Friday, February 01, 2013

Found in the Wild: The Real Turbo Brick

Aerodynamics are just a fad. Or so the designers at 1980's Buick (And 1980's Volvo for that matter) seemed to think. Like a dangerous child's toy, today's featured 1982 Buick Regal was covered in sharp creases, drop offs and points. But this particular Buick is also a little edgy under the hood.

It's "litre" because 1980's Buicks are so European
As the grungy badge proclaims, there's an early incarnation of the legendary 3.8 liter turbo V6 under the bulged hood. Later on, more refined and powerful versions of this engine would go on to power the Grand National and McLaren tuned GNX. The replacement for displacement had arrived.

Buick had been experimenting with oddball engines long before this. Buick's first turbo car was way back in 1962 and the brand had also tinkered with aluminum V8 engines. Advanced stuff for a mainstream American car. While many American manufactures were content to put neutered low compression V8's in their midsize cars, Buick came up with the idea of a turbocharged V6 instead. It was a fairly brilliant idea, the smaller V6 drank less than it's V8 counterparts and the turbo helped with the displacement deficit.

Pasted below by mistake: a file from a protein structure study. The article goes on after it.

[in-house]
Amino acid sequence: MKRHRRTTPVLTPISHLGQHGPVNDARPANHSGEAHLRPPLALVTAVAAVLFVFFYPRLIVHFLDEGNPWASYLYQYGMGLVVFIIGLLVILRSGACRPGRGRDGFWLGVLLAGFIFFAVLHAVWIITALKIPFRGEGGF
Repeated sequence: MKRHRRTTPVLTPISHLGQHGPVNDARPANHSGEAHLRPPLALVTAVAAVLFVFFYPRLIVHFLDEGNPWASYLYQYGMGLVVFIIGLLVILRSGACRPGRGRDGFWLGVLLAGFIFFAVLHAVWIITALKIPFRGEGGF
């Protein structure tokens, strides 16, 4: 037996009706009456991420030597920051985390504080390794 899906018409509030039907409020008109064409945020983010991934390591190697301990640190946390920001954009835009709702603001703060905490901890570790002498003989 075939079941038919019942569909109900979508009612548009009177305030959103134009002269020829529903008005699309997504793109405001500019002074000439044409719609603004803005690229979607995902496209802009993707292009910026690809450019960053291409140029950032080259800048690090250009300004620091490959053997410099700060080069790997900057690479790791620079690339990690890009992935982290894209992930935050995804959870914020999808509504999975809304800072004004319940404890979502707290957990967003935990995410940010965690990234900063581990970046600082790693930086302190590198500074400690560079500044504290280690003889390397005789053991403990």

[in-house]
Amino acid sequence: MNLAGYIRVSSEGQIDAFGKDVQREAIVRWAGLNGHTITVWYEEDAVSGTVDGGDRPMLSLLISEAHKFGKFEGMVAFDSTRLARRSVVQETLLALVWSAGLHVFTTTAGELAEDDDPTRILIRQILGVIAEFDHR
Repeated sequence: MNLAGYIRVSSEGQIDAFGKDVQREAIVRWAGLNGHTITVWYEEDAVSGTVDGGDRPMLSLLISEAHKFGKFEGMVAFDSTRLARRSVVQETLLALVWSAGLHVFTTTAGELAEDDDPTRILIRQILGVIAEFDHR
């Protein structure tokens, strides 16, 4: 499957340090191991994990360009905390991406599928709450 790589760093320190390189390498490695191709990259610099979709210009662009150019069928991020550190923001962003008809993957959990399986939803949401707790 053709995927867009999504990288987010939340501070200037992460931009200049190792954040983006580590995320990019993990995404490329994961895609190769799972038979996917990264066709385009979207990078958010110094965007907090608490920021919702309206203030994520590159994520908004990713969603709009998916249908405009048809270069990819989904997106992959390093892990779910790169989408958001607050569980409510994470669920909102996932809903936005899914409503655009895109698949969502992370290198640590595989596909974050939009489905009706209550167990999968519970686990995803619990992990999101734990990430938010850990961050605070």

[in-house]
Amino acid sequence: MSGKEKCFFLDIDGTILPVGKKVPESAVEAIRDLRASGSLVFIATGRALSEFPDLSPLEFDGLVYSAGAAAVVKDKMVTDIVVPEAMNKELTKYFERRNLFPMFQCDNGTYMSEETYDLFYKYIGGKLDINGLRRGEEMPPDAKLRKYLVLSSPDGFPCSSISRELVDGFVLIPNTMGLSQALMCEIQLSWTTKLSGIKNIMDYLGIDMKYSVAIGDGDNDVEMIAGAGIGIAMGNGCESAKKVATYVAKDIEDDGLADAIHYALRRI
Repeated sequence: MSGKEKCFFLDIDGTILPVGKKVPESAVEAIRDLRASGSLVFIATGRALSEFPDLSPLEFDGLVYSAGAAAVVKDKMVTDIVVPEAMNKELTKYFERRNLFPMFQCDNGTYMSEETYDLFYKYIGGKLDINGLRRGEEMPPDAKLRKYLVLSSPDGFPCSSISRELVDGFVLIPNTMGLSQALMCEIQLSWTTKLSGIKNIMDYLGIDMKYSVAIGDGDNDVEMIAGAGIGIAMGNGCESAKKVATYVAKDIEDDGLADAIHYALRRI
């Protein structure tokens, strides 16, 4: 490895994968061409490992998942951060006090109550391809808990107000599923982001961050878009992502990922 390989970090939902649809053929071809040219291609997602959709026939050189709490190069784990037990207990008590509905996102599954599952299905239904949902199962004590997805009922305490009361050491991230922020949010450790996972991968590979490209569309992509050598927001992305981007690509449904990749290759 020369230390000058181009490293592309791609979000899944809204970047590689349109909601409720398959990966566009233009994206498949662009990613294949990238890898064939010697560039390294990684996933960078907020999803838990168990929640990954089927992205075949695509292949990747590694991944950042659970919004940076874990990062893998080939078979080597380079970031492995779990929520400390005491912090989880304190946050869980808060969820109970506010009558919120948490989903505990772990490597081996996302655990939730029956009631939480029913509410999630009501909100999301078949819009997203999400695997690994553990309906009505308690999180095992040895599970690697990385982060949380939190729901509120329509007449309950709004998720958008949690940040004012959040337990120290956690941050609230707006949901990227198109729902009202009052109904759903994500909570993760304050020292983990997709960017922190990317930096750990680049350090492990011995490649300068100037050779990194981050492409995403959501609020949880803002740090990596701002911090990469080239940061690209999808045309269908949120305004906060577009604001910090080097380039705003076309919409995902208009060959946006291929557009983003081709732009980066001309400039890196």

The stealthy hot rodder's choice.
The interesting thing about the turbo Regal is that in a time when many manufacturers plastered their boosted cars with TURBO stickers on every conceivable surface, the Regal featured only the small chrome badge on the hood to warn the uninitiated. The staid looking turbo Regals were notorious "sleepers" and shamed many a disco era Corvette. 

The turbo Regals would only get more and more powerful until peaking in 1987 with the incredible GNX. But in the end, their speed and reputation for upsetting Corvette owners would partly be their downfall.  Like the Fiero, the Regal had gotten too fast for it's boots and Buick's performance offerings were toned down for the following year. The Regal was also moved to a downsized FWD platform for 1988 and ruined the possibility of making another modern muscle car. Turbo Regals are a rare sight on today's roads though their unique V6 worble can still be heard from time to time if you pay attention.

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